After receiving your hearing aids, an audiologist will set the devices to best fit your hearing needs and teach you how to properly care for them.
After a few months, however, you may begin to notice some tell-tale signs that your hearing aids need more adjustment — volume fluctuations, high-pitched sounds, and discomfort.
To get the most from your hearing aids, you need to have them adjusted, or re-programmed, on a regular basis.
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Caring For Your Hearing Aids at Home
Hearing aids, just like any piece of technology, need proper care. You should regularly clean them with a soft cloth, check the batteries, and store them in a dry container. Keep in mind: You cannot adjust the specific settings on your hearing aid without an audiologist.
When to Have Your Hearing Aid Adjusted
Make appointments with your audiologist at least twice a year. You should also schedule a check-up if you’re experiencing discomfort or trouble hearing. Signs you need a hearing aid adjustment include:
- Whistling-like sounds in your ear
- Volume fluctuations
- Additional hearing loss
- Pain or discomfort in or around your ear
Hearing aid adjustments
It is normal to experience fluctuations in hearing, and at some point, your hearing aids will need to be reprogrammed.
Reprogramming is necessary for a variety of reasons, such as:
- Accidental misuse or improper handling of your hearing aids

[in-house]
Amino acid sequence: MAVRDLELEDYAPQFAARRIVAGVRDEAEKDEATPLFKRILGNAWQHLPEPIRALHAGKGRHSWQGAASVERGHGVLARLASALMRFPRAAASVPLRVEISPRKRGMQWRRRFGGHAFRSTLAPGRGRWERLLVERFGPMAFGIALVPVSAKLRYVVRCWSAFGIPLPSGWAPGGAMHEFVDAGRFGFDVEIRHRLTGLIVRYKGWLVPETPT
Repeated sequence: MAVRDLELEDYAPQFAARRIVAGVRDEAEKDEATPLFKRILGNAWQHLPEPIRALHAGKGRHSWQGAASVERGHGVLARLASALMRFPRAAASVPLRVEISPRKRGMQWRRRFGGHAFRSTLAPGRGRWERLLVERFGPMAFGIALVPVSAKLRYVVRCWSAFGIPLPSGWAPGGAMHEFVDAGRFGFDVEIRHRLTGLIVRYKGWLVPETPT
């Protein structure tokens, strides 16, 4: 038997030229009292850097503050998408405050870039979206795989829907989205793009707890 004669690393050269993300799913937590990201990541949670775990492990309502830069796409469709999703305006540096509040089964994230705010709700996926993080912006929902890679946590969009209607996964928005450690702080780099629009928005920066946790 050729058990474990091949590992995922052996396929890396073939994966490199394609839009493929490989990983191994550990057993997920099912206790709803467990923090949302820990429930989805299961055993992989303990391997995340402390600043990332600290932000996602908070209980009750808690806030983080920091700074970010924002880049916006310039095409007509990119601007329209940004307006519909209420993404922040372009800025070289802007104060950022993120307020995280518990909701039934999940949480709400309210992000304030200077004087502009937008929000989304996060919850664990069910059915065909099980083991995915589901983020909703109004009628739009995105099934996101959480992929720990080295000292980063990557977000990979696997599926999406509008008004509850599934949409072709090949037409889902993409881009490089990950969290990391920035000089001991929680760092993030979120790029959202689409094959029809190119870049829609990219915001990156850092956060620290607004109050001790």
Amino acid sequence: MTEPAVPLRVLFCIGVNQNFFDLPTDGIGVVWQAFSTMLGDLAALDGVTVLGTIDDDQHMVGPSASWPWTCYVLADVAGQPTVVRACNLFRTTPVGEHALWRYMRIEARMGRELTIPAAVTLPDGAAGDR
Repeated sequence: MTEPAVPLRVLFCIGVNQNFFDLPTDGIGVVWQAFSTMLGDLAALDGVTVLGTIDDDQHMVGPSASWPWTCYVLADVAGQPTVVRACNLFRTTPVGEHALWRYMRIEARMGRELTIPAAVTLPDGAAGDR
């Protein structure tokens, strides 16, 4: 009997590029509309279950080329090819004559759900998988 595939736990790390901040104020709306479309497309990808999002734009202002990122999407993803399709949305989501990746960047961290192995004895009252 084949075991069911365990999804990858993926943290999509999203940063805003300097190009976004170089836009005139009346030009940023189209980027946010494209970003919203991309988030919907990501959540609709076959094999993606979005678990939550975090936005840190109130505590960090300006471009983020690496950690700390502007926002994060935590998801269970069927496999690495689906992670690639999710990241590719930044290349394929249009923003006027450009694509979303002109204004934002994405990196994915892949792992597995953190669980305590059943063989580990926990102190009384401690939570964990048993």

- An attempt to self-adjust hearing aid settings
- Going an extended period of time without a professional adjustment
Your audiologist may adjust settings including frequency, volume, and background noise filtration. If your audiologist suspects a change in your hearing, he or she may recommend an additional hearing test. The results of the test help your audiologist set your hearing aids to a setting that benefits you most.
Sometimes, your device’s ear molds can deteriorate, which causes discomfort. Your audiologist can take new molds or adjust your current ones to better fit within the ear.
There are two main categories of hearing aids, analog and digital.
Types of Hearing Aids
Today, there are two main categories of hearing aids. Again, an audiologist is always required to adjust and set your hearing aid.
- Analog hearing aids intensify all sounds and can be used to manage several different types of hearing loss.
- Digital hearing aids, on the other hand, are more complex. They self-adjust to your specific type of hearing loss.
Making Your Appointment with an Audiologist
During a routine appointment, your audiologist will both ask about your experience with your hearing aids and clean them thoroughly. After you leave the office, it may take a few weeks to get used to your new hearing program or device mold. If discomfort or hearing troubles persist, you may need to return for an additional adjustment.
For more information about making an audiology appointment or if you have questions about your hearing aids, contact the UPMC Center for Audiology and Hearing Aids at (412) 647-2030.
About Ear Nose and Throat
The experts in the UPMC Department of Otolaryngology treat a variety of ear, nose, and throat (ENT) conditions in both children and adults. Our team includes board-certified physicians and highly skilled speech-language pathologists and audiologists. We provide both surgical and nonsurgical treatment options. Our research and clinical trials help to advance care for our patients. Find an ENT expert near you.